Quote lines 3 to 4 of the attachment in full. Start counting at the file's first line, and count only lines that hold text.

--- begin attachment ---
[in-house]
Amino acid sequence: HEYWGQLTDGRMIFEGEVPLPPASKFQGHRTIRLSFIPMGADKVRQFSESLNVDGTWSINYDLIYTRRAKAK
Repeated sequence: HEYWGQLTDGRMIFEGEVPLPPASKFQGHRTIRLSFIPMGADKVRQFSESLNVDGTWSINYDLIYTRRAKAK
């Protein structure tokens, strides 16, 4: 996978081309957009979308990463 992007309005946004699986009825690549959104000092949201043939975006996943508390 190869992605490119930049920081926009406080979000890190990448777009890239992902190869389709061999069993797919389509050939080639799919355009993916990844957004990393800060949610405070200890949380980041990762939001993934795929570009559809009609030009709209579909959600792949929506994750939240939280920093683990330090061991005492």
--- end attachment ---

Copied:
Repeated sequence: HEYWGQLTDGRMIFEGEVPLPPASKFQGHRTIRLSFIPMGADKVRQFSESLNVDGTWSINYDLIYTRRAKAK
């Protein structure tokens, strides 16, 4: 996978081309957009979308990463 992007309005946004699986009825690549959104000092949201043939975006996943508390 190869992605490119930049920081926009406080979000890190990448777009890239992902190869389709061999069993797919389509050939080639799919355009993916990844957004990393800060949610405070200890949380980041990762939001993934795929570009559809009609030009709209579909959600792949929506994750939240939280920093683990330090061991005492």